In the post immediately preceding this one, I observed that the twinned histories of American ambivalence toward centralized political governance on the one hand and central banking on the other place recent development in the realms of both pandemic response and American public finance into a helpful light. I then devoted the remainder of that post to broadly sketching the two histories just referenced. I now turn to the developments in pandemic response and public finance. Interpreted against their historical backdrop, I think, they tell us much about where American central banking will go – and probably indeed ought to go – next: namely, to a ‘better spread’ Fed.
Picking up where we left off, then, the Trump administration’s unwillingness to mobilize any national productive or mitigation response to the pandemic that might compare to our earlier Wilson and Roosevelt administrations’ responses to the First and Second World Wars has been widely discussed. Also now widely discussed is the dawning awareness that cities, states, and compacts of states are accordingly all we have left where collective address of those collective action challenges which are the national pandemic and its associated economic collapse are concerned. In effect, we have devolved back to a state of our union in which states and their subdivisions are our principal, if not sole, means of concerted national action. They are our new ‘administrative state,’ at least till we once again have a national executive that believes in both national administration and indeed even the national project.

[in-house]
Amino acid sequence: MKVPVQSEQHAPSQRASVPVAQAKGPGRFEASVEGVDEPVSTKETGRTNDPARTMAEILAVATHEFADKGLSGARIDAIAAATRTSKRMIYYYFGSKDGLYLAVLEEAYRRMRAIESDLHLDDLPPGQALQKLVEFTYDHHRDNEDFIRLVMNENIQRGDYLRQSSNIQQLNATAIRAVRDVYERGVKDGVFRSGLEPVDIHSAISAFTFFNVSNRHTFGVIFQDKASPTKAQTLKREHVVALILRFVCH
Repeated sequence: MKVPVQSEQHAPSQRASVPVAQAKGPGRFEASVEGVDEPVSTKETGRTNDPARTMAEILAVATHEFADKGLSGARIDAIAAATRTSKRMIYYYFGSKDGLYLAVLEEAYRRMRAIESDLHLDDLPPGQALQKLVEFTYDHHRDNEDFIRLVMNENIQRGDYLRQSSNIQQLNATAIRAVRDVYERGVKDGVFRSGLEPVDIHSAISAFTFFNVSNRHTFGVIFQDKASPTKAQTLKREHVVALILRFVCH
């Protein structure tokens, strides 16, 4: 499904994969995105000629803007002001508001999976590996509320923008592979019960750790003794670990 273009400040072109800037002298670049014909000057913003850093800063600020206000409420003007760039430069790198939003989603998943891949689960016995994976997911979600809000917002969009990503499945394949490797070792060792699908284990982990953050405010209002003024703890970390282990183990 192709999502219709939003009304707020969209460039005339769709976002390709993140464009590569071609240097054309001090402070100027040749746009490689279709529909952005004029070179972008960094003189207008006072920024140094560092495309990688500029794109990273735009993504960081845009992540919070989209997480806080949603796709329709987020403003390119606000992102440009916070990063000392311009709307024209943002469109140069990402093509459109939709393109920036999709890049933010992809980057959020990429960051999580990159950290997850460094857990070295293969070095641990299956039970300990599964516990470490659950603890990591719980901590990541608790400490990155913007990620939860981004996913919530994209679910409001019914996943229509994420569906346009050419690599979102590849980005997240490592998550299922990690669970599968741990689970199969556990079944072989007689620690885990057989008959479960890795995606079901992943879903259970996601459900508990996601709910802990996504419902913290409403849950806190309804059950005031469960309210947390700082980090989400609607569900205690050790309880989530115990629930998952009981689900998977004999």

It is against this backdrop – and as a response to the devolution just noted – that the Fed’s new Community and Small Business QE initiatives are best understood, particularly if we’re inclined toward ‘best lights’ or what I think of as ‘potential-optimizing’ styles of interpretation. As noted in introducing the present pair of posts, moreover, this backdrop does more than merely explain the emergence of new facilities. It also suggests what we still have to do if we wish to optimize them. I shall argue that this includes far more extensive distribution of the Federal Reserve System even than Community QE will occasion.